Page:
Perhaps, even more than “What does a publisher do for a writer?” the true question here is “What do authors want? And will they get that from a publisher?”
What Do Authors Want?
I came across an article aptly titled What Do Authors Want? the other day. It discussed that what every author truly wants is “discoverability” and that traditional publishers don’t actually offer this:
The two editors did not specify what they thought ‘discoverability’ was. They did, however, say that what publishing firms could offer was not ‘discoverability’ but ‘the professional environment’. This included professional editing to a high standard, high-end book layout and design, a ‘reasonable’ distribution (again, not specified), and publicity in accordance with the allocated budget. This budget, they said, varied, but on average it was between £200 and £300 per book. They also emphasised that authors were now expected to contribute to their own marketing and publicity, especially through social media and blogging.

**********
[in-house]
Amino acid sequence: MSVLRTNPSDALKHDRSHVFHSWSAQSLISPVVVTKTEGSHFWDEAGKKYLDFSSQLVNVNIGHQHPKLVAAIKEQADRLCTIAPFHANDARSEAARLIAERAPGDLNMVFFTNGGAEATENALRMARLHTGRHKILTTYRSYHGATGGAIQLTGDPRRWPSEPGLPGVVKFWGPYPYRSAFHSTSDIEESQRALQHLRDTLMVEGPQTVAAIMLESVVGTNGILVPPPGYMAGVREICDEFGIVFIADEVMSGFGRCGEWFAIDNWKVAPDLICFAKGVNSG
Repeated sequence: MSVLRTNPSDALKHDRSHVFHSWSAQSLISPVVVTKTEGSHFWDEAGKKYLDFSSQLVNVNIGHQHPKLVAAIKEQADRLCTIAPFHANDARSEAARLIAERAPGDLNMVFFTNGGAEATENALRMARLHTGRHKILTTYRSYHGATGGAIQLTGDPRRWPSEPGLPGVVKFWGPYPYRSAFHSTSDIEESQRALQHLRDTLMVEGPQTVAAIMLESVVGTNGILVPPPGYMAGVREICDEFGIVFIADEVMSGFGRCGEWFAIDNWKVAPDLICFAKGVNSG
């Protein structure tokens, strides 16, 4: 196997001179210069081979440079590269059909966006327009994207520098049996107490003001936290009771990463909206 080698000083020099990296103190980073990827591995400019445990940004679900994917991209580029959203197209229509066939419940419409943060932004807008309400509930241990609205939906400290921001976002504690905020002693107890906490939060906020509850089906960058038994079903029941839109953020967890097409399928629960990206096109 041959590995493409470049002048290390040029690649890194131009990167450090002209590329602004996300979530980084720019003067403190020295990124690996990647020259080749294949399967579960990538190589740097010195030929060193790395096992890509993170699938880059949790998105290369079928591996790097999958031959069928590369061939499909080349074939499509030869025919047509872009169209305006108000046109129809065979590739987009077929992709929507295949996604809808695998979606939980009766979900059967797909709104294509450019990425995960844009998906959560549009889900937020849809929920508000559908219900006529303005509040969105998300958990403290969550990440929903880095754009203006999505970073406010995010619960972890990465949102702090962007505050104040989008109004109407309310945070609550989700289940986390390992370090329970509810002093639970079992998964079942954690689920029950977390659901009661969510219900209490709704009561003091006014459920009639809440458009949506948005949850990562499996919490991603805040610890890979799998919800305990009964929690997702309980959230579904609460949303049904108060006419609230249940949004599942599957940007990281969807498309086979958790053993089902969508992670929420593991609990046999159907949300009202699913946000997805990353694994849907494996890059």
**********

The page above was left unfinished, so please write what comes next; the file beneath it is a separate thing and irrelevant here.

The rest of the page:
It seems to me that the discrepancy between what authors want and what the publishing firm might provide must have consequences.
The article goes on to compare three different author experiences: the first traditionally published by a major corporate firm; the second traditionally published by a small independent press; the third self-published with support from an online hybrid publisher. (You can read the differences between these publishing methods by clicking here.) In terms of which of the three authors sold the most books, not surprisingly it was the third self-published author.
What Does a Publisher Do for a Writer?
I’ve mentioned the realities of traditional publishing many times in the past, most recently in this blog post: 2 Important Details About Traditional Publishing. The truth is, it doesn’t matter what publishing method you use. If you want your books to be “discovered” by the masses, it takes time and consistent focus—on your part. You can build your own readership the way many of today’s most successful independent “indie” authors do. As a result, a traditional publisher may just sign you down the road.
The true value of a traditional publisher is the professional support they can provide in terms of editing and graphic design. As well, they can get you into the “bricks and mortar” bookstores more easily than you can on your own. But the rest is up to you alone. It’s always been that way for the majority of authors.
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